The factors I know about are *x* − 1 and *x* − 3. Multiplying them together gives me *x*^{2} − 4*x* + 3. Since some number may have been divided out, I have to multiply it back in. So the general form is:

*a*(*x*^{2} − 4*x* + 3)

If they didn't divide anything out, then *a* will equal 1. By the way, your text may use some other letter for the constant; as long as you use some letter near the beginning of the alphabet (because it's traditional, for some reason), you should be fine.

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To find a quadratic from its zeroes and some other point (that is, some point off the *x*-axis), you convert the zeroes to factors, to get *x*^{2} + b*x* + c. Then you plug that extra point into the *general* quadratic equation, *y* = a(*x*^{2} + b*x* + c), where a is the unknown numerical multiplier from whatever was the original quadratic. Then solve for the value of a.

- Find the quadratic having zeroes at
*x*= 1 and*x*= 3, and passing through the point (0, −6).

Aha! With that extra point, I can narrow down the exact formula for the quadratic. The third point lets me account for that multiplier "a". I already know (from the previous exercise) that the general form of any quadratic with these zeroes is a(*x*^{2} − 4*x* + 3). But now I can plug in that point, and solve for a. Since (*x*, *y*) = (0, −6) is on the graph, then:

a(*x*^{2} − 4*x* + 3) = *y*

a((0)^{2} − 4(0) + 3) = −6

3a = −6

a = −2

This tells me that the authors divided out a −2 before they found the zeroes; I'll need to multiply that −2 back onto the quadratic. Then "the" quadratic that they're looking for is:

−2(*x*^{2} − 4*x* + 3)

= −2*x*^{2} + 8*x* − 6

- Find the quadratic with zeroes at and , and passing through the point

Since the zeroes are and , then the factors were and . Or... maybe the factors were 2*x* − 3 and 4*x* + 5...?

I really can't tell — not just from the zeroes, at least — whether they divided anything out when they were solving. So I'll need to use the point they gave me to find the exact actual original quadratic:

Okay; now I know the value of the constant that they'd divided out when they were solving the quadratic. With this information, I can multiply everything back together to get the original quadratic:

Then my answer is:

−8*x*^{2} + 2*x* + 15

While the factored form of the above quadratic (namely, ) is equal to the multiplied-out form, your instructor will almost certainly want you to give your answer in the multiplied-out form. If in doubt, provide both forms.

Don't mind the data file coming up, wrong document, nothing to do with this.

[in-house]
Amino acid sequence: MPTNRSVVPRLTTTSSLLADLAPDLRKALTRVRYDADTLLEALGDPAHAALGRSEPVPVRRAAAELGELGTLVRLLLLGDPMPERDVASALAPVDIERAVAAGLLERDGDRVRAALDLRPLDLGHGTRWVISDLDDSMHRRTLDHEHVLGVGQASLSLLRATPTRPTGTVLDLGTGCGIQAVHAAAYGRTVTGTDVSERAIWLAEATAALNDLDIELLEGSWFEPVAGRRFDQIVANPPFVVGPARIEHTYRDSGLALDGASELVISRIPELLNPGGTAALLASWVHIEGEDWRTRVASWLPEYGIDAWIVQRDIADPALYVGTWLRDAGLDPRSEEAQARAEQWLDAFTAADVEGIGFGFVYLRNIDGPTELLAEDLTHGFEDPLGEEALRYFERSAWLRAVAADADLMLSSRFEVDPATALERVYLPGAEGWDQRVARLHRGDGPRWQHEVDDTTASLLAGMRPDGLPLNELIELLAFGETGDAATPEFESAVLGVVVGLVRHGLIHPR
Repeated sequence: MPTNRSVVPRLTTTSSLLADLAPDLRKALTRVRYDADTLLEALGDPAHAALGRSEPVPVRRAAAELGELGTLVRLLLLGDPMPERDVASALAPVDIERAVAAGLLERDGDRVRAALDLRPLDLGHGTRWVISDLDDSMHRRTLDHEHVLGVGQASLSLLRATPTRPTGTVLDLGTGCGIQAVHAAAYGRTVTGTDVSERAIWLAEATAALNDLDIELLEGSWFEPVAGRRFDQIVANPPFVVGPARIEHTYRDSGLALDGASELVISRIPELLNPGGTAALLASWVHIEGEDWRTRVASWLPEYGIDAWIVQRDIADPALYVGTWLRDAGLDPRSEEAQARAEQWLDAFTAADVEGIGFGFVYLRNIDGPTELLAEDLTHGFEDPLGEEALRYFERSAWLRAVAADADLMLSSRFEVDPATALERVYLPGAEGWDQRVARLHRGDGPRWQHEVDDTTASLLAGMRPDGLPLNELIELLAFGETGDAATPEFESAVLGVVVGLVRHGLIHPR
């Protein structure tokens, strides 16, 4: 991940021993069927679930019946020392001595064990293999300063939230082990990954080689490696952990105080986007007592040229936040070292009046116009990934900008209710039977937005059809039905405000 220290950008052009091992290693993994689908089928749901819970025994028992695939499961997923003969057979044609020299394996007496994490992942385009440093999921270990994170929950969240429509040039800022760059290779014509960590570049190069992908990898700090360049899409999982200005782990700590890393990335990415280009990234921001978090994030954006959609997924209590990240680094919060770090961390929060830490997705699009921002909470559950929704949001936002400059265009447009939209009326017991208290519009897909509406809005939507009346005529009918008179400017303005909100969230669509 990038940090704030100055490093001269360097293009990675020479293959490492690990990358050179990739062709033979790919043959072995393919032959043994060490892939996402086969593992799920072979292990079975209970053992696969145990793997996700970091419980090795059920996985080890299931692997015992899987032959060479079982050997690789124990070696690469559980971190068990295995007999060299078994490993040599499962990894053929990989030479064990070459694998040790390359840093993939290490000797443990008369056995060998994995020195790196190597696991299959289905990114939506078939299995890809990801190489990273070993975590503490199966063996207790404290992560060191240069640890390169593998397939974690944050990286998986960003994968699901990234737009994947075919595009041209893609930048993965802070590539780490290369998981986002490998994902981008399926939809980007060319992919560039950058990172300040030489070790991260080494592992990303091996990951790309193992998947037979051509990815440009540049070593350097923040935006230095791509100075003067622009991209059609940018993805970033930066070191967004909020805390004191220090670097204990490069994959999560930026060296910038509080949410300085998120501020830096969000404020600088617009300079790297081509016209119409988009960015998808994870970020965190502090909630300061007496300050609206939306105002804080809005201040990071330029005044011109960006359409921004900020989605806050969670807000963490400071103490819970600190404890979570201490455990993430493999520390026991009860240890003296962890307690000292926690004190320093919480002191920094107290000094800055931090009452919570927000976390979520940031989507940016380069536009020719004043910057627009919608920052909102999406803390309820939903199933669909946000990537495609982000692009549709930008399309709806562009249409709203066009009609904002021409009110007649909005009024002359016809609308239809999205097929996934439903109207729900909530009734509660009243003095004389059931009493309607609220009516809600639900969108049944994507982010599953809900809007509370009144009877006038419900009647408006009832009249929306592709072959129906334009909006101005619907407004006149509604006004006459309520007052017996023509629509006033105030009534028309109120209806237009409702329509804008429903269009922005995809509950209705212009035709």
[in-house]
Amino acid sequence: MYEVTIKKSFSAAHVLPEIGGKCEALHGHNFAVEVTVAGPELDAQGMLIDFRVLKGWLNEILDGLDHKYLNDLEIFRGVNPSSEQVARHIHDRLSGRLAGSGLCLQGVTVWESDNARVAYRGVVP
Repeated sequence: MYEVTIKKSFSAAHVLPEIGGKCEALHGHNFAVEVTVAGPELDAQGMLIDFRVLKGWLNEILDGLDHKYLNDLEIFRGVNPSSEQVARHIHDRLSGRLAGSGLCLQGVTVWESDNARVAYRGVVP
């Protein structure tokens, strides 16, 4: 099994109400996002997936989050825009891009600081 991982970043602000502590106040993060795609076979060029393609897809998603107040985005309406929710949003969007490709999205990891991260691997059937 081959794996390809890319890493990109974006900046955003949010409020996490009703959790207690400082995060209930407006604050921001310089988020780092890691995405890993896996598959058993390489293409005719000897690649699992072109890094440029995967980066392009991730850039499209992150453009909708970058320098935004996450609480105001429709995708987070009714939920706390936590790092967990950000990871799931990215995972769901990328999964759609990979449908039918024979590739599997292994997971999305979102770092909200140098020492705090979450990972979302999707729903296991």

When you're asked to find a quadratic and you're given only one of the roots, this means that they're expecting you to use what you've learned about how the Quadratic Formula spits out roots in pairs, because of the "plus/minus" in front of the square root. In other words, when they've given you only the one zero (and probably another point not on an axis), that zero will be in a square root, and the other zero will be the same number but the opposite sign.

- Find the quadratic with a zero at and passing through (2, −9).

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When do I ever get square roots in my solutions to quadratics? That only happens when the stuff inside the square root in the Quadratic Formula doesn't simplify to a perfect square. And the Quadratic Formula always spits out those messy square-root answers in opposite-signed pairs — from the "±" in front of the square root.

So if is a root, then the other root has to be . This gives me my two factors: and .

Multiplying these two factors together, I get the quadratic *x*^{2} − 7. I tack on my "I don't know if you divided anything out" constant a to get the general solution a(*x*^{2} − 7). Plugging the point they gave me into this general form, I get:

a(*x*^{2} − 7) = *y*

a((2)^{2} − 7) = (−9)

a(4 − 7) = −9

−3a = −9

a = 3

I'll multiply 3 through *x*^{2} − 7 to get the desired quadratic, which is:

3*x*^{2} − 21